By Brian McCreath | Thursday, January 5, 2012
Highclere Castle, the setting of Downton Abbey
(image by Mike Searle, via Wikimedia; Creative Commons Attribution-Share Alike 2.0 Generic)
When you think of Masterpiece’s Downton Abbey, the first thing that comes to mind might be Highclere Castle, which “plays” Downton Abbey itself. Or maybe the mind-boggling “proper-ness” of practically every single character depicted.
One especially powerful aspect of Downton you may not have noticed – at least consciously – was the music you heard.
In a way, that’s as it should be. The score was written by John Lunn and accomplishes precisely what any film score must: a ratcheting up of the emotional trajectory of the story while simultaneously going unnoticed.
You might imagine Lunn as a wizard-like composer in a meticulous process, weaving together strands of silvery sound to form a gorgeous tapestry. But as he told me, that’s not exactly how the process started:
To hear more about Downton Abbey from actress Elizabeth McGovern, visit The World.
Here's a look back at Season 2:
By Jared Bowen | Friday, September 23, 2011
Sept. 23, 2011
BOSTON — As he and his sad sack team limped into the 2002 baseball season, Oakland A's General Manager Billy Beane was desperate for a new winning strategy. In Moneyball, a film adaptation of Michael Lewis's 2003 book of the same name, Beane (played by Brad Pitt) realizes baseball has become a game of Moneyball.
Given that the A's have little money compared to the major market teams, his new Assistant GM Peter Brand (played by Jonah Hill) devises a system of Sabermetrics — assembling a team by statistics, not salaries. "I see it as a movie about challenging the system and being undervalued and being an underdog and thinking differently," Hill explained during a recent stop in Boston. "That's the element I related to the most."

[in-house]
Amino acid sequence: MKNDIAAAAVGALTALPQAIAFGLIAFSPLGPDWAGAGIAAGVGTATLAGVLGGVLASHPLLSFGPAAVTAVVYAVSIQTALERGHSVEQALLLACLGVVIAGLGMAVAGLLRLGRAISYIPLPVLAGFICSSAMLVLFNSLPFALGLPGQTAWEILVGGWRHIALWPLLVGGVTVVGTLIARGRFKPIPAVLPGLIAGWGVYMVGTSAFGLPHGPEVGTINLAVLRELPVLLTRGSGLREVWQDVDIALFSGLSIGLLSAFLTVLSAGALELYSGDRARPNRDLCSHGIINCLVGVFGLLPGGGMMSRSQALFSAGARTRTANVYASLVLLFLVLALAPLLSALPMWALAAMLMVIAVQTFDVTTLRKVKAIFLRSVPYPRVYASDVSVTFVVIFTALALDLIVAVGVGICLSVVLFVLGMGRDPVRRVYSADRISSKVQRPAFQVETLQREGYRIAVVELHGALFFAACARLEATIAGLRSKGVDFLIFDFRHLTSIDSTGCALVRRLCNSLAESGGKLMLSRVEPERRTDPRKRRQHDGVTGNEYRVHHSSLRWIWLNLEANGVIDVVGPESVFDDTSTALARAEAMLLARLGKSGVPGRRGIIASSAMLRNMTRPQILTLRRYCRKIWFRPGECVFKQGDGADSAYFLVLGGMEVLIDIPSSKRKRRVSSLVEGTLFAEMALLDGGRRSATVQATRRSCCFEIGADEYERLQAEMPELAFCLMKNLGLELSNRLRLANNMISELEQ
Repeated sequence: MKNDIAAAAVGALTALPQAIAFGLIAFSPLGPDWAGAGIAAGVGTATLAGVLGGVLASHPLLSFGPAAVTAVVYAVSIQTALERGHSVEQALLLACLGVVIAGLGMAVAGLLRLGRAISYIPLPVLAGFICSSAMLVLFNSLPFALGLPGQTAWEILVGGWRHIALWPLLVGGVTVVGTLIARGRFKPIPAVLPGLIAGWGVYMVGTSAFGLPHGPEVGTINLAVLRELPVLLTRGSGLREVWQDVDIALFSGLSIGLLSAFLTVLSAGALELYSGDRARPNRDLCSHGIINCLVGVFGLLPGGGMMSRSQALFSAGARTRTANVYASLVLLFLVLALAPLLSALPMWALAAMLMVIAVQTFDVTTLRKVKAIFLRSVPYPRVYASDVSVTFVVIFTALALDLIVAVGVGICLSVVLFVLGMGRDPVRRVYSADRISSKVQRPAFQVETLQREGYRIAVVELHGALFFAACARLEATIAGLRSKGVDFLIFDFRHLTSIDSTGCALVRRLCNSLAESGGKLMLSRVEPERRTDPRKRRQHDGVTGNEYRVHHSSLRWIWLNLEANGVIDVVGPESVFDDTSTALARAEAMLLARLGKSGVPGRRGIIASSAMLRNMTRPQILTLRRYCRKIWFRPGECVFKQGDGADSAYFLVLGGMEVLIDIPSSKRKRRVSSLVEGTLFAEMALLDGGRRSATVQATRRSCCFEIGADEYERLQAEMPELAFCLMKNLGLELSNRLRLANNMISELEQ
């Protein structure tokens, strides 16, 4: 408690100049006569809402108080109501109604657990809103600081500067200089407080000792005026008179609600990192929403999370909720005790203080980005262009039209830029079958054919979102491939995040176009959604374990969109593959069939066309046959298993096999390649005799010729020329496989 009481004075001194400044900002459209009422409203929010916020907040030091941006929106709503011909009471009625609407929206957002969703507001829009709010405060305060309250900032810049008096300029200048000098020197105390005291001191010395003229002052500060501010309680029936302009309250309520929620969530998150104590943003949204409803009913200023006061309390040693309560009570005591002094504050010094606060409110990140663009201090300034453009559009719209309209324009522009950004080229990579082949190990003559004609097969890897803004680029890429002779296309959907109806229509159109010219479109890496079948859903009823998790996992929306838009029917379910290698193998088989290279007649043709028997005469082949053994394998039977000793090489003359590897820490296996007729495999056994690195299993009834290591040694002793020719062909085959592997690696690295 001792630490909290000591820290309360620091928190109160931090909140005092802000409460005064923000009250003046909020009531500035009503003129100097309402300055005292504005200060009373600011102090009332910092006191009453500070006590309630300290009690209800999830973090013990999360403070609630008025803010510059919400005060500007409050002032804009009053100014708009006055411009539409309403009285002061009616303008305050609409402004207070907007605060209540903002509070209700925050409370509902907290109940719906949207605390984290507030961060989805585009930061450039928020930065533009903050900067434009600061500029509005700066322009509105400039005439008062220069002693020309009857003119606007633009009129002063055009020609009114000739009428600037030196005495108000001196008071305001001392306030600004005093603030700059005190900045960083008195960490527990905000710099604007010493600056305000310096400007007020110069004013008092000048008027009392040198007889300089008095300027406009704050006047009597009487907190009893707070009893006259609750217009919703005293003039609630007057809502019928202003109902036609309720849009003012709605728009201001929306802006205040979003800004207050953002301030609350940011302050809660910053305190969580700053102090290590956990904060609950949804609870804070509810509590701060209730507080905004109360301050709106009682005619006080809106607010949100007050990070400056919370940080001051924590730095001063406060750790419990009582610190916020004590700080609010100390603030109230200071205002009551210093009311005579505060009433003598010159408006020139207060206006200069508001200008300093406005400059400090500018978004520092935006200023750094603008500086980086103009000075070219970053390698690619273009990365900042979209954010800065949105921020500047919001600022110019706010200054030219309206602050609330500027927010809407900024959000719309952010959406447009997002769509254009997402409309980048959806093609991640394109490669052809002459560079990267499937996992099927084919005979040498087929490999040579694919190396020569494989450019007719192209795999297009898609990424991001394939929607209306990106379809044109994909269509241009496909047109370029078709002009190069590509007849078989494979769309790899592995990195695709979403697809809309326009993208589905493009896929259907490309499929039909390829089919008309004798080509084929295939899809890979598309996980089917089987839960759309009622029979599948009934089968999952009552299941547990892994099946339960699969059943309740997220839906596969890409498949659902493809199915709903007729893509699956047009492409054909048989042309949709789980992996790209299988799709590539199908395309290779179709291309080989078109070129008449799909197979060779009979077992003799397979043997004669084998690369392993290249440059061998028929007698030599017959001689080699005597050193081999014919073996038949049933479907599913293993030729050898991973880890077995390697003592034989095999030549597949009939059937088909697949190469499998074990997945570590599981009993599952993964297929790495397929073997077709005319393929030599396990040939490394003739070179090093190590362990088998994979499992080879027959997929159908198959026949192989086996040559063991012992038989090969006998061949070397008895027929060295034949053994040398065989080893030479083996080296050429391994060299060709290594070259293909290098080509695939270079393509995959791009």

Hill's character, a Yale-educated economist, is actually an amalgamation of several number-crunching baseball brainiacs not unlike Red Sox GM Theo Epstein, whom Hill met in prepping for the film. "[The GMs Hill met with] felt the system was archaic and things hadn't changed in 150 years and maybe it was time to try something different," Hill said.
It worked for the A's who wound up pulling off a 20-game winning streak that season, an American League record. "I just looked at it as Billy was the bazooka and Peter was the ammunition," Hill said. "Billy acts on raw emotion and Peter's the most logical person in the entire world so together we form one perfect person to start something new, like Frankenstein."
The 27-year-old Hill has established himself over the last seven years in a string of comedies. Moneyball is his first drama. "I happen to have done a lot of comedic movies, but I love dramas and doing this…having this be the first kind of big drama that people will see me in with Brad Pitt and Philip Seymour Hoffman is a dream-like surreal experience," said Hill.
The newly slimmed down actor stars in the film alongside a legion of legends from well-known character actors to Pitt — the icon whose stardom looms large. "After the first couple of rehearsals I was like, I need to get over that because I need to focus on just killing it in this part because these guys trusted me, they gave me an opportunity to do something different and I'm not going to let them down," Hill explained. And he doesn't — helping to transform what could have been a cumbersome story about numbers and sports clichés into one of the most engaging films of the year.
By Jared Bowen | Tuesday, November 2, 2010
|The Boston Jewish Film Festival runs through Nov 14th at local theaters, including the Coolidge Corner Theatre.|
2010 marks the 22nd Anniversary of the Boston Jewish Film Festival, and in that time, its mission has kept consistent and clear.
“We began as a way to showcase films with Jewish themes from around the world, and we’ve pretty much stayed that way,” says Sara Rubin, artistic director of the Boston Jewish Film Festival.
“We focus on very contemporary films. Sometimes we push the envelope a little bit, if it’s a fiction film, but we want either the theme or the characters to the Jewish. We don’t really care about who directed the film, or who acts in it. And if it’s a documentary, most things from Israel are going to be fair game.”
Being steeped in the Jewish experience certainly hasn’t limited the appeal of this festival, especially for film lovers simply looking for good films that wouldn’t come to Boston otherwise. And for Boston’s Jewish community, says Sara, “I think that film festivals are a place where Jews who might be a little uncomfortable in a more organized setting—a synagogue for example—can come and be comfortable exploring their Jewishness.”